• Close storm shutters, and stay away from windows. Flying glass from broken windows could injure you.
    • Turn your refrigerator or freezer to the coldest setting and open only when necessary. If you lose power, food will last longer. Keep a thermometer in the refrigerator to be able to check the food temperature when the power is restored.
    • Turn on your TV/radio, or check your city/county website every 30 minutes in order to get the latest weather updates and emergency instructions.

    Survive DURING a Hurricane

    • If told to evacuate, do so immediately. Do not drive around barricades.
    • If sheltering during high winds, go to a FEMA safe room, ICC 500 storm shelter, or a small, interior, windowless room or hallway on the lowest floor that is not subject to flooding.
    • If trapped in a building by flooding, go to the highest level of the building. Do not climb into a closed attic. You may become trapped by rising flood water.
    • Listen for current emergency information and instructions.
    • Use a generator or other gasoline-powered machinery outdoors ONLY and away from windows.
    • Do not walk, swim, or drive through flood waters. Turn Around. Don’t Drown! Just six inches of fast-moving water can knock you down, and one foot of moving water can sweep your vehicle away.
    • Stay off of bridges over fast-moving water.

    Be Safe AFTER a Hurricane

    • Listen to authorities for information and special instructions.
    • Be careful during clean-up. Wear protective clothing and work with someone else.
    • Do not touch electrical equipment if it is wet or if you are standing in water. If it is safe to do so, turn off electricity at the main breaker or fuse box to prevent electric shock.
    • Avoid wading in flood water, which can contain dangerous debris. Underground or downed power lines can also electrically charge the water.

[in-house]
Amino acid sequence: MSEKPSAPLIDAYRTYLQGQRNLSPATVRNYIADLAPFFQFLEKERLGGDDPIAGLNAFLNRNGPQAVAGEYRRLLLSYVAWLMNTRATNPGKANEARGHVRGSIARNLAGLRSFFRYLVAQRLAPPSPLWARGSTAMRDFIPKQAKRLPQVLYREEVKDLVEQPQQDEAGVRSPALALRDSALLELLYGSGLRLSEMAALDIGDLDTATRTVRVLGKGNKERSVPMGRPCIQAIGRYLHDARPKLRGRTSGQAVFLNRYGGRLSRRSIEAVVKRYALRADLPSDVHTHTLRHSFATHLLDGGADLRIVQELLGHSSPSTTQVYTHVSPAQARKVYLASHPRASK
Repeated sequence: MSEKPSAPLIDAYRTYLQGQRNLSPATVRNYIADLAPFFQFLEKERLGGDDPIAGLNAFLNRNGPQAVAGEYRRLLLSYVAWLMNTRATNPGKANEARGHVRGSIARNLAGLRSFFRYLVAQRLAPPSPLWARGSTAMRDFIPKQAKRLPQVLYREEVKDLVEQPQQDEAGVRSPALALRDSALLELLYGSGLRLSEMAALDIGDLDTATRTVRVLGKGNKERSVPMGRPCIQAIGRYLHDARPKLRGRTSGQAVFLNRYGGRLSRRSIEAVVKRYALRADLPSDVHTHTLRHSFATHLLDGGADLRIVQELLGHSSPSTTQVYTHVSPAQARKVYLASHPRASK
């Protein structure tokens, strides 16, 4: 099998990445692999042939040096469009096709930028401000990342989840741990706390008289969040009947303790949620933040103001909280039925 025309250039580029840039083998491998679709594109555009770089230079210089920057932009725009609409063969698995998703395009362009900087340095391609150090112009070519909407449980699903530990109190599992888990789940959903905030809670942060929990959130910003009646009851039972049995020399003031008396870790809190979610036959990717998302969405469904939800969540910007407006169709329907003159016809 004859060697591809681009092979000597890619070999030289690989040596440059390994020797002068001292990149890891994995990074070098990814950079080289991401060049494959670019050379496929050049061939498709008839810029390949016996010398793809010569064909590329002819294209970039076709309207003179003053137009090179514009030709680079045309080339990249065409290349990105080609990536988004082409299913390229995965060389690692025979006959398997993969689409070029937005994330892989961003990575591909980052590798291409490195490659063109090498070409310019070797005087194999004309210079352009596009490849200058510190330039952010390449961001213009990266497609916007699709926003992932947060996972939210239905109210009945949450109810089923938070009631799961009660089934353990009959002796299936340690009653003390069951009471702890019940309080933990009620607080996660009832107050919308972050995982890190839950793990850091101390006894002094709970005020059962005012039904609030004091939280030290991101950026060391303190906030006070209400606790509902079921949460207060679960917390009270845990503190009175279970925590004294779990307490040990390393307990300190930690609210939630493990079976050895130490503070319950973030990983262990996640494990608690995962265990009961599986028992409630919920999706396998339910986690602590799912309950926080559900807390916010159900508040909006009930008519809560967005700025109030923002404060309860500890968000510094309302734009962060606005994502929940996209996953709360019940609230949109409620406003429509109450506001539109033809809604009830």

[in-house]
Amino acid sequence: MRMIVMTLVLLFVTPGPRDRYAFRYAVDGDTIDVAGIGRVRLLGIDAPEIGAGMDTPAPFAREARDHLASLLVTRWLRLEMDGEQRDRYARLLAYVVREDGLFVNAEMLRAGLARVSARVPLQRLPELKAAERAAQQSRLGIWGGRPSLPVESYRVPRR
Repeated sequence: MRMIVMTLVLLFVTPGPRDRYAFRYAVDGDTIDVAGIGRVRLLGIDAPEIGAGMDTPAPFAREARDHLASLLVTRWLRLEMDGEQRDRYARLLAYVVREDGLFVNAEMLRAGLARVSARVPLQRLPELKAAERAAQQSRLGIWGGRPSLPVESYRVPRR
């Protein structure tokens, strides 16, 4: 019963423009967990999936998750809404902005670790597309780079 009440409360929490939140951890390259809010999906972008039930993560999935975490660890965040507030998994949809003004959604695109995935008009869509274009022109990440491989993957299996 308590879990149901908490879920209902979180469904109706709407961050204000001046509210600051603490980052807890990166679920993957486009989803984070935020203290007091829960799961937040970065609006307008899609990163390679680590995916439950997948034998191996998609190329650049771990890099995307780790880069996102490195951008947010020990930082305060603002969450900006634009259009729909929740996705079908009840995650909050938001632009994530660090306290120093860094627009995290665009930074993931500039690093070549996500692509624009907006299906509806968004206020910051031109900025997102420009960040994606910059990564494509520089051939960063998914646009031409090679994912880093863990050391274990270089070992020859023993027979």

• Save phone calls for emergencies. Phone systems are often down or busy after a disaster. Use text messages or social media to communicate with family and friends.
    • Document any property damage with photographs. Contact your insurance company for assistance.

    READ MORE
    Hurricane & Other Preparedness
    FEMA Prepares for Hurricanes and so are we!
    It’s Time to Prepare for Hurricane Season

  • Stay Alert: Nationwide Emergency Test on October 3


    Be Aware of the Nationwide Emergency Test

    UPDATE: Due to the response of Hurricane Florence, the nationwide test of the Emergency Alert System (EAS) and Wireless Emergency Alerts (WEA) has been postponed until October 3rd.

    On Wednesday, October 3, 2018, the Federal Emergency and Management Agency (FEMA) and the Federal Communications Commission (FCC) will conduct a nationwide test of the Emergency Alert System (EAS) and Wireless Emergency Alerts (WEA) beginning at 2:18 p.m. ET. The test will assess how ready the distribution channels are in case a national message needs sending and determine whether improvements are needed.

    READ MORE

  • Fall Weather Safety and Infographic

    Improve Communication of Hurrican Hazards!

    Be aware of specific hazards during September, October, and November. Serve as a force multiplier by engaging your employees, customers, and social media network with this article and infographic! Please also keep updated with the latest information from the National Hurricane Center at www.hurricanes.gov and your local Weather Forecast Office at www.weather.gov. Included here to the right is an infographic on "Delivering the Right Message." Click Here or on the image to view the infographic.

    Know Your Risk Take Action Be a Force of Nature